While no brand can ever guarantee that there will be no child labor in their supply chain, we are committed to combating the root causes of child labor and preventing the abuse and exploitation of children. We’ve decided to partner with Fairtrade International and become the first US-based tea brand to source Fairtrade Certified ingredients in our effort to create a positive impact for farmers and workers. By partnering with Fairtrade producers and organic farmers, we support climate resilience and combat deforestation. Not only do the Fairtrade ingredients we source meet higher standards of environmental and social criteria, but every pound also contains premiums that directly support the communities where the products come from.
However, certification by a third party only provides a certain degree of assurance. That’s why we make the effort to visit the tea gardens and coffee farms we come from to see for ourselves. One of our most recent trips to India gave us the opportunity to speak directly to the tea pickers and factory workers. We learned that getting paid on time and educational opportunities for their children are their top priorities and that the Fairtrade premiums help pay for the buses used to take their children to school.
As mentioned above, we only source coffee from women-led cooperatives in Ethiopia, Colombia and Indonesia. These cooperatives are mainly made up of female farmers who own less than 2 hectares of land and grow coffee and other indigenous fruits such as bananas and cacao. On our last visit to Colombia to meet with farmers like Emerita, we were surprised to learn that we were the first customers to ever meet with the cooperatives’ farmers. During these visits you learn so much and confirm that we support entrepreneurs who in turn support their families.
Marquis: How does the give-back model work?
Thatcher: Thanks to a minor change in the IRS code called the Philanthropic Enterprise Act, we started a public subsidiary of Grace Farms Foundation called Grace Farms Foods with the mission to invite everyone to experience Grace Farms through our ethical and sustainably sourced tea and coffee that give back 100% of profits to help end forced labor worldwide.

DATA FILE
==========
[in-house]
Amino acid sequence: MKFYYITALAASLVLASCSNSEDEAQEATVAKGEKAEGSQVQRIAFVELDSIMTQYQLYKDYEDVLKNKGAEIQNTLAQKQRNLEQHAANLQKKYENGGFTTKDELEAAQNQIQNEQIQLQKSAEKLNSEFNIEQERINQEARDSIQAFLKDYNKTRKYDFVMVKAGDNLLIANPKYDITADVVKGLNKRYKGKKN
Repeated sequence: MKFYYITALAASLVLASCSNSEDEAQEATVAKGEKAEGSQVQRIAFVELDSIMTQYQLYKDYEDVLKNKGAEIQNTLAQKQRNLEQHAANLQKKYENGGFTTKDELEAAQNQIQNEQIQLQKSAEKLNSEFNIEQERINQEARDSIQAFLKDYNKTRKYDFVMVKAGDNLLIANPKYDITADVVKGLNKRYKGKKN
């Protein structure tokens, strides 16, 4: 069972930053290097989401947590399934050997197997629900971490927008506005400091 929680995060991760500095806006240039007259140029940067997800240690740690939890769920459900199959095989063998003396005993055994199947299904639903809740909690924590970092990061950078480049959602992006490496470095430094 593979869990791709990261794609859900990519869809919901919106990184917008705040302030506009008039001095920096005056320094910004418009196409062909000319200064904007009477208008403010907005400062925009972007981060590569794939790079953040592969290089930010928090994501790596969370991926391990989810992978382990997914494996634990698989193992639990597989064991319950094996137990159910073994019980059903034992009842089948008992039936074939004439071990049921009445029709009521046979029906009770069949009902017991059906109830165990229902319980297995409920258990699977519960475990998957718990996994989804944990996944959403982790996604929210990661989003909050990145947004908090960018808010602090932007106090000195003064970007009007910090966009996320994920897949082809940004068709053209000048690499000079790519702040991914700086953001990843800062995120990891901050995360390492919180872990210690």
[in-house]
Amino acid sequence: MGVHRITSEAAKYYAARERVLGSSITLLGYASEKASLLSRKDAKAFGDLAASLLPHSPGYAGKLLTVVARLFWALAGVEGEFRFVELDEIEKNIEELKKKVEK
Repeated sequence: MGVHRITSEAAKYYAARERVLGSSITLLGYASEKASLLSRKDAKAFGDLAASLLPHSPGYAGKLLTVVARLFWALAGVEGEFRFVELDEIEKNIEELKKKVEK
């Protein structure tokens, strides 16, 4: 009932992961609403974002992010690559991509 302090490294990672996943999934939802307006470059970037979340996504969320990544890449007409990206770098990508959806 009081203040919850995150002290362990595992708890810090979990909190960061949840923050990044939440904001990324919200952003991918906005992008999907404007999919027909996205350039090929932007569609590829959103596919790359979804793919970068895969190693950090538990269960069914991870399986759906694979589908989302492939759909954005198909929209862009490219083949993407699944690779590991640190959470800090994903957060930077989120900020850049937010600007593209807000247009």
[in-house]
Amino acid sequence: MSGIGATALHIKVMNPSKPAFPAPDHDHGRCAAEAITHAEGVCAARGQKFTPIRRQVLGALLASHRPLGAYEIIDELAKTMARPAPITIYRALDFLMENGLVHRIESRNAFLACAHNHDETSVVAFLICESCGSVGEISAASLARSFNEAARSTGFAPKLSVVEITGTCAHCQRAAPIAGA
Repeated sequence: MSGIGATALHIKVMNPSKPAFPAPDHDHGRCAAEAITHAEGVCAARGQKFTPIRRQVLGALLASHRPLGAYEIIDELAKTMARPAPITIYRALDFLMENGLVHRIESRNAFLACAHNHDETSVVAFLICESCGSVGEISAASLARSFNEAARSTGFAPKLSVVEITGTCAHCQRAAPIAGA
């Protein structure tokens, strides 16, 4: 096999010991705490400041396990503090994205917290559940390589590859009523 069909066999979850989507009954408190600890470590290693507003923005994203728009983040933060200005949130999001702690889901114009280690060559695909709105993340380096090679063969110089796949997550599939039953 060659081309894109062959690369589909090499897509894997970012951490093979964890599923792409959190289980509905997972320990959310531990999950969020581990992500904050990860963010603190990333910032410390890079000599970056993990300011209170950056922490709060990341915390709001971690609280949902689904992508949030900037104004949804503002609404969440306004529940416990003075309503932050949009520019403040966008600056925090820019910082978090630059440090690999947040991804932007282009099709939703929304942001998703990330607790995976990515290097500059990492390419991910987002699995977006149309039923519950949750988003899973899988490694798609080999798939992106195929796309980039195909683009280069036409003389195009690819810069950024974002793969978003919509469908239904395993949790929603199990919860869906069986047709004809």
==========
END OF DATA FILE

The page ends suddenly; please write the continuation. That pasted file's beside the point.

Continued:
Grace Farms Foods was established as a public benefit company, with a legal obligation to make a positive social or environmental impact on society. As mentioned above, we do this throughout our supply chain, but what makes our model particularly unique is the fact that we are 100% owned by Grace Farms Foundation, a private foundation and 501c3. That means when profitable, 100% of all profits go back to the Grace Farms Foundation and the money is earmarked to support Grace Farms’ Design For FREEDOM™, the leading movement to end forced labor in the building materials supply chain.
We are excited to join a small cohort of other B Corps™ like Greyston Bakery and Patagonia who not only use their business operations to advance their business, but also return all profits to support charitable causes. We look forward to a future where more and more B Corps join us in their commitment to making a greater social and environmental impact by devoting equity capital to non-profit organizations.
Marquis: What’s next for Grace Farms?
Thatcher: We are very excited to launch a new wellness tea collection that completes our current portfolio of everyday teas and coffees. In 2023, we also focus on pursuing meaningful business partnerships with companies that want to share our tea and coffee in their offices, kitchenettes, meeting rooms and events. We can’t think of a better way to drive change than working directly with companies that want to work together to create new outcomes for a better world.
Sharon Prince is one of those rare leaders who is always open to new ideas and sees how far we can go. So, do I think we can have Grace Farms coffee and tea shops in the US? You bet I can.